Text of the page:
Department of Electrical and Computer Engineering
University of Texas at Austin

EE 379K
Fall, 2000
Y. N. Patt, Instructor
TAs: Kathy Buchheit, Laura Funderburg, Chandresh Jain, Onur Mutlu, Danny Nold, Kameswar Subramaniam, Francis Tseng, Brian Ward
Problem Set 1
Due: September 18, 2000

Instructions:
You are welcome, and in fact encouraged to do the homework in groups. Remember to put your names on the solution sheet. Also remember to put the name and discussion section meeting time/day of the TA in whose discussion section you want the homework returned back to you. Good luck!!!

1. (1.12)
Suppose we wish to put a set of names in alphabetical order. We call the act of doing so sorting. One algorithm that can accomplish that is called the bubble sort. We could then program our bubble sort algorithm in C, and compile the C program to execute on an x86 ISA. The x86 ISA can be implemented with an Intel Pentium III microarchitecture. Let us call the sequence "Bubble Sort, C program, x86 ISA, Pentium III microarchitecture" one transformation process.

Assume we have available four sorting algorithms and can program in C, C++, Pascal, Fortran and COBOL, and have available compilers that can translate from each of these to either x86 or SPARC, and have available three different microarchitectures for x86 and three different microarchitectures for SPARC.

1. How many transformation processes are possible?
2. Write three examples of transformation processes.
3. How many transformation processes are possible if instead of three different microarchitectures for x86 and three different microarchitectures for SPARC, there were two for x86 and four for SPARC?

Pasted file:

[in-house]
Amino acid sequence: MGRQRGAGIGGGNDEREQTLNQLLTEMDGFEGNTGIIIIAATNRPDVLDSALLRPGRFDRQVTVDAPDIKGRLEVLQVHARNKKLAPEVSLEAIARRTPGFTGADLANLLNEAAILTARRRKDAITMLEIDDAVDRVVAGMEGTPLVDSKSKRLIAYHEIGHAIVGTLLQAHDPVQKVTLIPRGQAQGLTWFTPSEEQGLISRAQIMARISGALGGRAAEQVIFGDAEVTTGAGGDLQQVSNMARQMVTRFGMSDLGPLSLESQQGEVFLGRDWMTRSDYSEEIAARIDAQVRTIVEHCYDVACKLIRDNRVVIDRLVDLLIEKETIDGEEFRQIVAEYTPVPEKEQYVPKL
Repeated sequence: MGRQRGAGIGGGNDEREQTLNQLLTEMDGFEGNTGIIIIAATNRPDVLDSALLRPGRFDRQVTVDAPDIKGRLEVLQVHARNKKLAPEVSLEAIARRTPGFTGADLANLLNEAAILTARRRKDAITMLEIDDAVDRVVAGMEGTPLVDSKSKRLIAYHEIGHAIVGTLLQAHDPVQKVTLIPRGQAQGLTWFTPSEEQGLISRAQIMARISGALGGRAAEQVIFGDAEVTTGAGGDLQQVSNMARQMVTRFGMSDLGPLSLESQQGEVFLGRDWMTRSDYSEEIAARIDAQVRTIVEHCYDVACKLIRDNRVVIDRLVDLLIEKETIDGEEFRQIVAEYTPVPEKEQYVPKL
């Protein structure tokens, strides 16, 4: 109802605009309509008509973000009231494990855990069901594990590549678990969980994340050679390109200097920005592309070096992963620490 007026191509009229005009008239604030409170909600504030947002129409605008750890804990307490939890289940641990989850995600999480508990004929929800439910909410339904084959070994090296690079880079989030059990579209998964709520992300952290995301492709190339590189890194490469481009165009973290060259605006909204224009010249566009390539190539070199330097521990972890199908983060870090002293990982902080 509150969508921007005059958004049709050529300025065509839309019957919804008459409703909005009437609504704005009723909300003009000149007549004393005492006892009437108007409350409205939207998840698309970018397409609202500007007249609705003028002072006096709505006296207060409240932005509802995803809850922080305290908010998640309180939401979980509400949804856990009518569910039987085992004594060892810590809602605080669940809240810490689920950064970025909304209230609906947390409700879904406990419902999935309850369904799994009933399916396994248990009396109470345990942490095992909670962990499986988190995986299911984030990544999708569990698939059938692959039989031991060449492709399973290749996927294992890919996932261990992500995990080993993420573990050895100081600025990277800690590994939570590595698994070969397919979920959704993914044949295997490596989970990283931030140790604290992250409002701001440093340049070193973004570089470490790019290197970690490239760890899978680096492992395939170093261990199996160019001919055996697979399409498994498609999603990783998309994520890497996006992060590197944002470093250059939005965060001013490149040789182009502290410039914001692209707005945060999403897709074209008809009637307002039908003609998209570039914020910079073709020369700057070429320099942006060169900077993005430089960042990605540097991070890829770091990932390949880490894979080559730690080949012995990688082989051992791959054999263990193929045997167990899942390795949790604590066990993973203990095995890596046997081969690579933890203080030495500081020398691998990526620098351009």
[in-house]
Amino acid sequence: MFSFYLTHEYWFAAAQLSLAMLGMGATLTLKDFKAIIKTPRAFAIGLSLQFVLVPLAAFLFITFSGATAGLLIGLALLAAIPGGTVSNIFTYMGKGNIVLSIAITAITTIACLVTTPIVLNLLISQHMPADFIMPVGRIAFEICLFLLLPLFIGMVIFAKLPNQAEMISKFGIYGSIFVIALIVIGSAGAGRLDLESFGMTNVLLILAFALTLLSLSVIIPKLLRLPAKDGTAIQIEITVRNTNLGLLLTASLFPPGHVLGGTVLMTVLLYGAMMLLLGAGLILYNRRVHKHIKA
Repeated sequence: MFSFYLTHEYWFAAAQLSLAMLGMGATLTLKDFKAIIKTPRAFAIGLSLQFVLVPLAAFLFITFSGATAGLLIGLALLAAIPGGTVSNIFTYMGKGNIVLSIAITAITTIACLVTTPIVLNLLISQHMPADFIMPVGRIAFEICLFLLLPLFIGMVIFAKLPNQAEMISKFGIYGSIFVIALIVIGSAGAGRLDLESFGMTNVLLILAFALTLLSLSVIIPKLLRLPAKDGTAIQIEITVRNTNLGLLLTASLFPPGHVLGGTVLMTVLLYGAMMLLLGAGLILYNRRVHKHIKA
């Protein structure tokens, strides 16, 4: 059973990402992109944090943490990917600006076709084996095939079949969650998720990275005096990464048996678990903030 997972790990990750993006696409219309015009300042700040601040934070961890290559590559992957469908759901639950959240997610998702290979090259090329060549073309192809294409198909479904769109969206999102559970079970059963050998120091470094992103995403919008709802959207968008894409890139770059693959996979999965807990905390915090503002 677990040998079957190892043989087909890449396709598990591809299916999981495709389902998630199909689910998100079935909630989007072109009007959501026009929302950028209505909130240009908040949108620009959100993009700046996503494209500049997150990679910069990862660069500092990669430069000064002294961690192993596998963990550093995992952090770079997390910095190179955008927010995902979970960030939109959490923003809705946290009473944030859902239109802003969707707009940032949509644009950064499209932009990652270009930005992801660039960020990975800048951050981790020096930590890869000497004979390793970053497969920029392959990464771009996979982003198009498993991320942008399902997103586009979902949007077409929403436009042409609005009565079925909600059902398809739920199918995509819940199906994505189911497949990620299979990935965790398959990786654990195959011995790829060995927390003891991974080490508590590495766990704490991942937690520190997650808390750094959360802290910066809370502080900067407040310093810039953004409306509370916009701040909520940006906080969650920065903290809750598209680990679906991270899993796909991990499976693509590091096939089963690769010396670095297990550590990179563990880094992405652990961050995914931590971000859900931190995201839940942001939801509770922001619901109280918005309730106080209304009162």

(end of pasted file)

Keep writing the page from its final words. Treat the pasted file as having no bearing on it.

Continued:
2. (2.3)

1. Assume that there are about 400 students in your class. If every student is to be assigned a unique bit pattern, what is the minimum number of bits required to do this?
2. How many more students can be admitted to the class without requiring additional bits for each student's unique bit pattern?

3. (2.5)
Write the representations of 7 and -7 in 1's complement, signed magnitude and 2's complement integers.

4. (2.8)

1. What is the largest positive number one can represent in an eight-bit 2's complement code? Write your result in binary and decimal.
2. What is the greatest magnitude negative number one can represent in eight-bit 2's complement code? Write your result in binary and decimal.
3. What is the largest positive number one can represent in n-bit 2's complement code?
4. What is the greatest magnitude negative number one can represent in n-bit 2's complement code?

5. (2.10: 1,4)
Convert these decimal numbers to eight-bit 2's complement binary numbers.

1. 102
2. -128

6. (2.36: 1)
Write IEEE floating point representation of the decimal number 3.75

7. (2.37: 4)
Write the decimal equivalent for this IEEE floating point number:
1 10000000 10010000000000000000000

8. (2.39)
A computer programmer wrote a program that adds two numbers. He/she ran the program and observed that when 5 is added to 8, the result is the character 'm'. Explain why the program is behaving erroneously.

9. (2.46: 1,3,5)
Perform the following additions. The corresponding 16-bit numbers are in 2's complement notation. Provide your answers in hexadecimal.

1. x025B + x26DE
2. xA397 + xA35D
3. What else can you say about the answer to part (2)?

10. (2.47: 3,4)
Perform the following logical operations. Express your answers in hexadecimal notation.

1. NOT((NOT(xDEFA)) AND (NOT(xFFFF)))
2. x00FF XOR x325C

11. (2.50)
Fill in the truth table for the equations given below. The first line is done as an example.

Q1 = NOT(A AND B)
Q2 = NOT(NOT(A) AND NOT(B))
 A B Q1 Q2 0 0 1 0

Express Q2 another way.

12. (Added September 11)
How many bits are needed to represent Avogadro's number (6.02 x 1023 ) in two's complement binary representation? (6.02 x 1023 = 602,000,000,000,000,000,000,000)